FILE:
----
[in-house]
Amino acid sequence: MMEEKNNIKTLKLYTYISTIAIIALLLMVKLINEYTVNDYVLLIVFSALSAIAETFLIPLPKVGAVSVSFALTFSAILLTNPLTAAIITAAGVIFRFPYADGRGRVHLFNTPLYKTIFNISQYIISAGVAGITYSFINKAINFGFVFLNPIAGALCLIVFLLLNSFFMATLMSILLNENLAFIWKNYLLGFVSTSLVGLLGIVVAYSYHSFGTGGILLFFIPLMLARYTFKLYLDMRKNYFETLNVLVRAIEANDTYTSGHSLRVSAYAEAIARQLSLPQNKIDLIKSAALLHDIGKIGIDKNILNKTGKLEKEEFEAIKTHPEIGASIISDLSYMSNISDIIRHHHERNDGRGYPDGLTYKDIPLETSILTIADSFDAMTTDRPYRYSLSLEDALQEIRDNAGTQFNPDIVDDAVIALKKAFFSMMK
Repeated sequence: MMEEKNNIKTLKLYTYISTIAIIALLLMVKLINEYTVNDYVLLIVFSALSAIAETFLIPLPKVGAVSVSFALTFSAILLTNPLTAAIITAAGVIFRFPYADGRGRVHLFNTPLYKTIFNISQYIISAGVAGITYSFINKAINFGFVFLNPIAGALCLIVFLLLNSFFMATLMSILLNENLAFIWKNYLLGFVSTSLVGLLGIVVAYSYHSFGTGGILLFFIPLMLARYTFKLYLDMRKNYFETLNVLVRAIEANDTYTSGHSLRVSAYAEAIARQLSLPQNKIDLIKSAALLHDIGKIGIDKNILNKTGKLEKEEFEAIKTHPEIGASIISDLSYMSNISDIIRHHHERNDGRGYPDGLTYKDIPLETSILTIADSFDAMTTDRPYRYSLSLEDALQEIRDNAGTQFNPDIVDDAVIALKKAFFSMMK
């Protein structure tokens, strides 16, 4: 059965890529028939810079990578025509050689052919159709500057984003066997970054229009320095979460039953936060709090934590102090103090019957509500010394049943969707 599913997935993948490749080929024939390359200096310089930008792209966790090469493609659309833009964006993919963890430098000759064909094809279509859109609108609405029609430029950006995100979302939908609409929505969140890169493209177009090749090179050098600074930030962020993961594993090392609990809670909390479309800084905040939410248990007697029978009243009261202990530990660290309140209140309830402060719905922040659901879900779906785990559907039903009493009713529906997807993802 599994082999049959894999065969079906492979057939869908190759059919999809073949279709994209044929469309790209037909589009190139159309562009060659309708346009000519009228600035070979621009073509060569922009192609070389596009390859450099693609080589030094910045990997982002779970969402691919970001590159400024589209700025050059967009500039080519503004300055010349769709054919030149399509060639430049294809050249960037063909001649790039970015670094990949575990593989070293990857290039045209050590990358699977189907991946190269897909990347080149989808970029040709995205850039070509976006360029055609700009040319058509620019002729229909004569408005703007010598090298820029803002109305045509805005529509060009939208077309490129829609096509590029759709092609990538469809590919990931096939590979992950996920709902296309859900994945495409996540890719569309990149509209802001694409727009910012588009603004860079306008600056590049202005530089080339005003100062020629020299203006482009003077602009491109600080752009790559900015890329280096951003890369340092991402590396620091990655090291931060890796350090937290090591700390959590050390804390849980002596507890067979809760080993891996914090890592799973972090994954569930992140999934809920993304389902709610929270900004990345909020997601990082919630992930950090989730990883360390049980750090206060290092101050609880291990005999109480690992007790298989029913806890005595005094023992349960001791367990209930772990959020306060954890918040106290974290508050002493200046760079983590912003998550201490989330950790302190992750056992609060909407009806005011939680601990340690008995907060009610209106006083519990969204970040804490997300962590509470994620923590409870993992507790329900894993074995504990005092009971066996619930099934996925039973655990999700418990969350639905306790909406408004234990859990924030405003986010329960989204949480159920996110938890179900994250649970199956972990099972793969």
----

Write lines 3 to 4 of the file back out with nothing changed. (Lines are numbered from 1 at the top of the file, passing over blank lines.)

Repeated sequence: MMEEKNNIKTLKLYTYISTIAIIALLLMVKLINEYTVNDYVLLIVFSALSAIAETFLIPLPKVGAVSVSFALTFSAILLTNPLTAAIITAAGVIFRFPYADGRGRVHLFNTPLYKTIFNISQYIISAGVAGITYSFINKAINFGFVFLNPIAGALCLIVFLLLNSFFMATLMSILLNENLAFIWKNYLLGFVSTSLVGLLGIVVAYSYHSFGTGGILLFFIPLMLARYTFKLYLDMRKNYFETLNVLVRAIEANDTYTSGHSLRVSAYAEAIARQLSLPQNKIDLIKSAALLHDIGKIGIDKNILNKTGKLEKEEFEAIKTHPEIGASIISDLSYMSNISDIIRHHHERNDGRGYPDGLTYKDIPLETSILTIADSFDAMTTDRPYRYSLSLEDALQEIRDNAGTQFNPDIVDDAVIALKKAFFSMMK
């Protein structure tokens, strides 16, 4: 059965890529028939810079990578025509050689052919159709500057984003066997970054229009320095979460039953936060709090934590102090103090019957509500010394049943969707 599913997935993948490749080929024939390359200096310089930008792209966790090469493609659309833009964006993919963890430098000759064909094809279509859109609108609405029609430029950006995100979302939908609409929505969140890169493209177009090749090179050098600074930030962020993961594993090392609990809670909390479309800084905040939410248990007697029978009243009261202990530990660290309140209140309830402060719905922040659901879900779906785990559907039903009493009713529906997807993802 599994082999049959894999065969079906492979057939869908190759059919999809073949279709994209044929469309790209037909589009190139159309562009060659309708346009000519009228600035070979621009073509060569922009192609070389596009390859450099693609080589030094910045990997982002779970969402691919970001590159400024589209700025050059967009500039080519503004300055010349769709054919030149399509060639430049294809050249960037063909001649790039970015670094990949575990593989070293990857290039045209050590990358699977189907991946190269897909990347080149989808970029040709995205850039070509976006360029055609700009040319058509620019002729229909004569408005703007010598090298820029803002109305045509805005529509060009939208077309490129829609096509590029759709092609990538469809590919990931096939590979992950996920709902296309859900994945495409996540890719569309990149509209802001694409727009910012588009603004860079306008600056590049202005530089080339005003100062020629020299203006482009003077602009491109600080752009790559900015890329280096951003890369340092991402590396620091990655090291931060890796350090937290090591700390959590050390804390849980002596507890067979809760080993891996914090890592799973972090994954569930992140999934809920993304389902709610929270900004990345909020997601990082919630992930950090989730990883360390049980750090206060290092101050609880291990005999109480690992007790298989029913806890005595005094023992349960001791367990209930772990959020306060954890918040106290974290508050002493200046760079983590912003998550201490989330950790302190992750056992609060909407009806005011939680601990340690008995907060009610209106006083519990969204970040804490997300962590509470994620923590409870993992507790329900894993074995504990005092009971066996619930099934996925039973655990999700418990969350639905306790909406408004234990859990924030405003986010329960989204949480159920996110938890179900994250649970199956972990099972793969």